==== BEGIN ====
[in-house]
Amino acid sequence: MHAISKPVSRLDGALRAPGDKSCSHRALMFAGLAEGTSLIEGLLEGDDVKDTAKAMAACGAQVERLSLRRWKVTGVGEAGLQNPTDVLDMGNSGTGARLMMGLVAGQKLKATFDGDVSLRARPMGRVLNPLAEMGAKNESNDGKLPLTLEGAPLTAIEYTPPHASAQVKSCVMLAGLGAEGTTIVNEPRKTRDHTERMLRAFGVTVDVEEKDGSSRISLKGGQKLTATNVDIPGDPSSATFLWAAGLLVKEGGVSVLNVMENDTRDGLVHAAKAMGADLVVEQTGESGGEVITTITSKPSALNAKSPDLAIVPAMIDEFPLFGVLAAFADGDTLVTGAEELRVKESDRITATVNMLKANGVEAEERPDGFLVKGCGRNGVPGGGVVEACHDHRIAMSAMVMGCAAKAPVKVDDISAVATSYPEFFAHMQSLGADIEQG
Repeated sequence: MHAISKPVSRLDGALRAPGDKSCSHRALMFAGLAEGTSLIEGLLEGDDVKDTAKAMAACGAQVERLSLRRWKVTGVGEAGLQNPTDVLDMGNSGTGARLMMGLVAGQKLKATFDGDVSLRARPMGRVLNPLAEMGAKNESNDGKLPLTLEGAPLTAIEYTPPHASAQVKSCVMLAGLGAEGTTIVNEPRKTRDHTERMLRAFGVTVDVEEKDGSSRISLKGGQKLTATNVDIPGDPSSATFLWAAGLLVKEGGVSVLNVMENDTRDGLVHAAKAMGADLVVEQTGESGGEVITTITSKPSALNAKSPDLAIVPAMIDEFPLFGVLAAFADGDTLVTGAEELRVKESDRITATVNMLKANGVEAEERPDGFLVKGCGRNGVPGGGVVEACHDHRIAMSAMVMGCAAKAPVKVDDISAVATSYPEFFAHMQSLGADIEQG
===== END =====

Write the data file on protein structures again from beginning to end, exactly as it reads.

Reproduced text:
[in-house]
Amino acid sequence: MHAISKPVSRLDGALRAPGDKSCSHRALMFAGLAEGTSLIEGLLEGDDVKDTAKAMAACGAQVERLSLRRWKVTGVGEAGLQNPTDVLDMGNSGTGARLMMGLVAGQKLKATFDGDVSLRARPMGRVLNPLAEMGAKNESNDGKLPLTLEGAPLTAIEYTPPHASAQVKSCVMLAGLGAEGTTIVNEPRKTRDHTERMLRAFGVTVDVEEKDGSSRISLKGGQKLTATNVDIPGDPSSATFLWAAGLLVKEGGVSVLNVMENDTRDGLVHAAKAMGADLVVEQTGESGGEVITTITSKPSALNAKSPDLAIVPAMIDEFPLFGVLAAFADGDTLVTGAEELRVKESDRITATVNMLKANGVEAEERPDGFLVKGCGRNGVPGGGVVEACHDHRIAMSAMVMGCAAKAPVKVDDISAVATSYPEFFAHMQSLGADIEQG
Repeated sequence: MHAISKPVSRLDGALRAPGDKSCSHRALMFAGLAEGTSLIEGLLEGDDVKDTAKAMAACGAQVERLSLRRWKVTGVGEAGLQNPTDVLDMGNSGTGARLMMGLVAGQKLKATFDGDVSLRARPMGRVLNPLAEMGAKNESNDGKLPLTLEGAPLTAIEYTPPHASAQVKSCVMLAGLGAEGTTIVNEPRKTRDHTERMLRAFGVTVDVEEKDGSSRISLKGGQKLTATNVDIPGDPSSATFLWAAGLLVKEGGVSVLNVMENDTRDGLVHAAKAMGADLVVEQTGESGGEVITTITSKPSALNAKSPDLAIVPAMIDEFPLFGVLAAFADGDTLVTGAEELRVKESDRITATVNMLKANGVEAEERPDGFLVKGCGRNGVPGGGVVEACHDHRIAMSAMVMGCAAKAPVKVDDISAVATSYPEFFAHMQSLGADIEQG